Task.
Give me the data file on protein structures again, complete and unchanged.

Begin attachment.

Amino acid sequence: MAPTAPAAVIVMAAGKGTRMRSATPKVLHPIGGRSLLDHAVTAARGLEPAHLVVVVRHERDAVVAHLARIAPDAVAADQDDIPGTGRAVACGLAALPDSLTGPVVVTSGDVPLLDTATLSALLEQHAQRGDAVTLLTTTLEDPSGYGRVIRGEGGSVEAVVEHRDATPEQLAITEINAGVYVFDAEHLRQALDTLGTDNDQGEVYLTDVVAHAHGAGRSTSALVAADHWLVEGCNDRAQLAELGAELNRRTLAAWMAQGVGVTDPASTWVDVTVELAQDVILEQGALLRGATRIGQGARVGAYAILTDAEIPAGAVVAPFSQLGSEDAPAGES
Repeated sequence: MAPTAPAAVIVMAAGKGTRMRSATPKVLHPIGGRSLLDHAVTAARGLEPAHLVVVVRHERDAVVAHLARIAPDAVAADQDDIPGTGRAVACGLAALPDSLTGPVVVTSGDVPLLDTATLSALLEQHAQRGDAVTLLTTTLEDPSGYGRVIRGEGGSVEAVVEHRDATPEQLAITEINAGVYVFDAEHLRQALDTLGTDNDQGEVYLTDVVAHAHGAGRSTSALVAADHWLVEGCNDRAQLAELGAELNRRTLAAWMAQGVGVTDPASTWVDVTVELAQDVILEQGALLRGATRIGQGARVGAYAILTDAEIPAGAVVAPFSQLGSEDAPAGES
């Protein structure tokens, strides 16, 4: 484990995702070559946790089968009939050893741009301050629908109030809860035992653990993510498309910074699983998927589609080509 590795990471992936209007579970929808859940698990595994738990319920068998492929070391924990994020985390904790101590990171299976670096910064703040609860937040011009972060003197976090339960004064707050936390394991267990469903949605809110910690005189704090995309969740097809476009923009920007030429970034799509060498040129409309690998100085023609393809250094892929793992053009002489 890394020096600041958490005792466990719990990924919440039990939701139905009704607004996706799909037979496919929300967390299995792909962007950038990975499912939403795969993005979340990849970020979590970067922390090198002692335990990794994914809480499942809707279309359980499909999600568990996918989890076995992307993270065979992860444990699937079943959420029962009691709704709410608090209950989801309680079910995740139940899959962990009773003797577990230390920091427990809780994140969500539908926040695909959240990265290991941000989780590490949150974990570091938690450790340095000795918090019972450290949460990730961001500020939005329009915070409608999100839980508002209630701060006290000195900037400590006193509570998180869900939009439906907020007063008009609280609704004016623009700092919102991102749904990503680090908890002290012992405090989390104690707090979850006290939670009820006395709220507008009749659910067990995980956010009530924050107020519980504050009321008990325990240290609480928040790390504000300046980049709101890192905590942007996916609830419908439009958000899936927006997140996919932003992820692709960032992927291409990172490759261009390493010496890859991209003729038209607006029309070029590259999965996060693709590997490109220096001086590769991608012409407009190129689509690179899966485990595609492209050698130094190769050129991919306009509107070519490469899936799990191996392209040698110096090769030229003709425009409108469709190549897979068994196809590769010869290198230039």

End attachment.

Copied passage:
Amino acid sequence: MAPTAPAAVIVMAAGKGTRMRSATPKVLHPIGGRSLLDHAVTAARGLEPAHLVVVVRHERDAVVAHLARIAPDAVAADQDDIPGTGRAVACGLAALPDSLTGPVVVTSGDVPLLDTATLSALLEQHAQRGDAVTLLTTTLEDPSGYGRVIRGEGGSVEAVVEHRDATPEQLAITEINAGVYVFDAEHLRQALDTLGTDNDQGEVYLTDVVAHAHGAGRSTSALVAADHWLVEGCNDRAQLAELGAELNRRTLAAWMAQGVGVTDPASTWVDVTVELAQDVILEQGALLRGATRIGQGARVGAYAILTDAEIPAGAVVAPFSQLGSEDAPAGES
Repeated sequence: MAPTAPAAVIVMAAGKGTRMRSATPKVLHPIGGRSLLDHAVTAARGLEPAHLVVVVRHERDAVVAHLARIAPDAVAADQDDIPGTGRAVACGLAALPDSLTGPVVVTSGDVPLLDTATLSALLEQHAQRGDAVTLLTTTLEDPSGYGRVIRGEGGSVEAVVEHRDATPEQLAITEINAGVYVFDAEHLRQALDTLGTDNDQGEVYLTDVVAHAHGAGRSTSALVAADHWLVEGCNDRAQLAELGAELNRRTLAAWMAQGVGVTDPASTWVDVTVELAQDVILEQGALLRGATRIGQGARVGAYAILTDAEIPAGAVVAPFSQLGSEDAPAGES
């Protein structure tokens, strides 16, 4: 484990995702070559946790089968009939050893741009301050629908109030809860035992653990993510498309910074699983998927589609080509 590795990471992936209007579970929808859940698990595994738990319920068998492929070391924990994020985390904790101590990171299976670096910064703040609860937040011009972060003197976090339960004064707050936390394991267990469903949605809110910690005189704090995309969740097809476009923009920007030429970034799509060498040129409309690998100085023609393809250094892929793992053009002489 890394020096600041958490005792466990719990990924919440039990939701139905009704607004996706799909037979496919929300967390299995792909962007950038990975499912939403795969993005979340990849970020979590970067922390090198002692335990990794994914809480499942809707279309359980499909999600568990996918989890076995992307993270065979992860444990699937079943959420029962009691709704709410608090209950989801309680079910995740139940899959962990009773003797577990230390920091427990809780994140969500539908926040695909959240990265290991941000989780590490949150974990570091938690450790340095000795918090019972450290949460990730961001500020939005329009915070409608999100839980508002209630701060006290000195900037400590006193509570998180869900939009439906907020007063008009609280609704004016623009700092919102991102749904990503680090908890002290012992405090989390104690707090979850006290939670009820006395709220507008009749659910067990995980956010009530924050107020519980504050009321008990325990240290609480928040790390504000300046980049709101890192905590942007996916609830419908439009958000899936927006997140996919932003992820692709960032992927291409990172490759261009390493010496890859991209003729038209607006029309070029590259999965996060693709590997490109220096001086590769991608012409407009190129689509690179899966485990595609492209050698130094190769050129991919306009509107070519490469899936799990191996392209040698110096090769030229003709425009409108469709190549897979068994196809590769010869290198230039």